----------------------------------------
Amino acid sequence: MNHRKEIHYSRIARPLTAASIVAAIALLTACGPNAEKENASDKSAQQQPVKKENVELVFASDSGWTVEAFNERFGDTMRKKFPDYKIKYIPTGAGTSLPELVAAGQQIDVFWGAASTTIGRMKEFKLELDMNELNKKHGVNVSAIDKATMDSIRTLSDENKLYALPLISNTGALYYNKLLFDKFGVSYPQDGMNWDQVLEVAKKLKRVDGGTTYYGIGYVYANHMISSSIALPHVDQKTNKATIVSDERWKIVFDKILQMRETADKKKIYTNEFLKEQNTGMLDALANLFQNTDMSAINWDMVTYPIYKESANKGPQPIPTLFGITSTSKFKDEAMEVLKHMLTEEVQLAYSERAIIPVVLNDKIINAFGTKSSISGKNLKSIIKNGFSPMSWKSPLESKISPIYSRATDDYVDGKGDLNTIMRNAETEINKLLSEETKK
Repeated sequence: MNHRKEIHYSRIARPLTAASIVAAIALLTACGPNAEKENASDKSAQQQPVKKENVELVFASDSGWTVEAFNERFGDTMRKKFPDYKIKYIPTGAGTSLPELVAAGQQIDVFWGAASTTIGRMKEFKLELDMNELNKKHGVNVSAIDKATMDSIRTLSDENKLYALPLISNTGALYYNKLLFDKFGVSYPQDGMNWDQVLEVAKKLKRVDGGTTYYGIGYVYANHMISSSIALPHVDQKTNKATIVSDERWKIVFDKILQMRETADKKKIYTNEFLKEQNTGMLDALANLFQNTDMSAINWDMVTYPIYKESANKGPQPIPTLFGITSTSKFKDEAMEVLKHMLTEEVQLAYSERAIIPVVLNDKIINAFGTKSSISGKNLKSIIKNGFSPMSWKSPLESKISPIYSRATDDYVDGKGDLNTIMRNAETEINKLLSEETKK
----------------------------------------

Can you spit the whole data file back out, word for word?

Amino acid sequence: MNHRKEIHYSRIARPLTAASIVAAIALLTACGPNAEKENASDKSAQQQPVKKENVELVFASDSGWTVEAFNERFGDTMRKKFPDYKIKYIPTGAGTSLPELVAAGQQIDVFWGAASTTIGRMKEFKLELDMNELNKKHGVNVSAIDKATMDSIRTLSDENKLYALPLISNTGALYYNKLLFDKFGVSYPQDGMNWDQVLEVAKKLKRVDGGTTYYGIGYVYANHMISSSIALPHVDQKTNKATIVSDERWKIVFDKILQMRETADKKKIYTNEFLKEQNTGMLDALANLFQNTDMSAINWDMVTYPIYKESANKGPQPIPTLFGITSTSKFKDEAMEVLKHMLTEEVQLAYSERAIIPVVLNDKIINAFGTKSSISGKNLKSIIKNGFSPMSWKSPLESKISPIYSRATDDYVDGKGDLNTIMRNAETEINKLLSEETKK
Repeated sequence: MNHRKEIHYSRIARPLTAASIVAAIALLTACGPNAEKENASDKSAQQQPVKKENVELVFASDSGWTVEAFNERFGDTMRKKFPDYKIKYIPTGAGTSLPELVAAGQQIDVFWGAASTTIGRMKEFKLELDMNELNKKHGVNVSAIDKATMDSIRTLSDENKLYALPLISNTGALYYNKLLFDKFGVSYPQDGMNWDQVLEVAKKLKRVDGGTTYYGIGYVYANHMISSSIALPHVDQKTNKATIVSDERWKIVFDKILQMRETADKKKIYTNEFLKEQNTGMLDALANLFQNTDMSAINWDMVTYPIYKESANKGPQPIPTLFGITSTSKFKDEAMEVLKHMLTEEVQLAYSERAIIPVVLNDKIINAFGTKSSISGKNLKSIIKNGFSPMSWKSPLESKISPIYSRATDDYVDGKGDLNTIMRNAETEINKLLSEETKK